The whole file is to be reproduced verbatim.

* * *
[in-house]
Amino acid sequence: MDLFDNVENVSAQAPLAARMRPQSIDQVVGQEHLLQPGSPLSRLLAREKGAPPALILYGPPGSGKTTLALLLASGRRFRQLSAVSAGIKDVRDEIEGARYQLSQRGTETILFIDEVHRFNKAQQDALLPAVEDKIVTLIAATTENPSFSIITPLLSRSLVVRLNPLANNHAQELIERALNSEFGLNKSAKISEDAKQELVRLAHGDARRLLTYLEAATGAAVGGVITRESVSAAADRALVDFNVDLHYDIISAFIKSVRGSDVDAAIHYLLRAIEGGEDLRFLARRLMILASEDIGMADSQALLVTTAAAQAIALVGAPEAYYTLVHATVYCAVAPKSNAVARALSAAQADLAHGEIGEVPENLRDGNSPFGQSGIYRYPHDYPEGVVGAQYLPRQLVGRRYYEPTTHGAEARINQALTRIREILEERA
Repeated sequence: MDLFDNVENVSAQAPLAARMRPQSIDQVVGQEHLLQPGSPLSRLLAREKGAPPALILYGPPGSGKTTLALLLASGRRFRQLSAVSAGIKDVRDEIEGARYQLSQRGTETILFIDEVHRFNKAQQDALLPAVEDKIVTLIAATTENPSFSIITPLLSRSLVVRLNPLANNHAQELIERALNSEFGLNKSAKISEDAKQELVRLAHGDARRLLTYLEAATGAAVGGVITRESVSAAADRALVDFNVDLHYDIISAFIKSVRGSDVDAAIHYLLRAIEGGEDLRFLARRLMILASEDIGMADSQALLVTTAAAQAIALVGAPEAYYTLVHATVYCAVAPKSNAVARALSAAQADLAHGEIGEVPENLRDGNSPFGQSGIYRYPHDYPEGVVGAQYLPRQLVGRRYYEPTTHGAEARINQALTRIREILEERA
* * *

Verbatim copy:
[in-house]
Amino acid sequence: MDLFDNVENVSAQAPLAARMRPQSIDQVVGQEHLLQPGSPLSRLLAREKGAPPALILYGPPGSGKTTLALLLASGRRFRQLSAVSAGIKDVRDEIEGARYQLSQRGTETILFIDEVHRFNKAQQDALLPAVEDKIVTLIAATTENPSFSIITPLLSRSLVVRLNPLANNHAQELIERALNSEFGLNKSAKISEDAKQELVRLAHGDARRLLTYLEAATGAAVGGVITRESVSAAADRALVDFNVDLHYDIISAFIKSVRGSDVDAAIHYLLRAIEGGEDLRFLARRLMILASEDIGMADSQALLVTTAAAQAIALVGAPEAYYTLVHATVYCAVAPKSNAVARALSAAQADLAHGEIGEVPENLRDGNSPFGQSGIYRYPHDYPEGVVGAQYLPRQLVGRRYYEPTTHGAEARINQALTRIREILEERA
Repeated sequence: MDLFDNVENVSAQAPLAARMRPQSIDQVVGQEHLLQPGSPLSRLLAREKGAPPALILYGPPGSGKTTLALLLASGRRFRQLSAVSAGIKDVRDEIEGARYQLSQRGTETILFIDEVHRFNKAQQDALLPAVEDKIVTLIAATTENPSFSIITPLLSRSLVVRLNPLANNHAQELIERALNSEFGLNKSAKISEDAKQELVRLAHGDARRLLTYLEAATGAAVGGVITRESVSAAADRALVDFNVDLHYDIISAFIKSVRGSDVDAAIHYLLRAIEGGEDLRFLARRLMILASEDIGMADSQALLVTTAAAQAIALVGAPEAYYTLVHATVYCAVAPKSNAVARALSAAQADLAHGEIGEVPENLRDGNSPFGQSGIYRYPHDYPEGVVGAQYLPRQLVGRRYYEPTTHGAEARINQALTRIREILEERA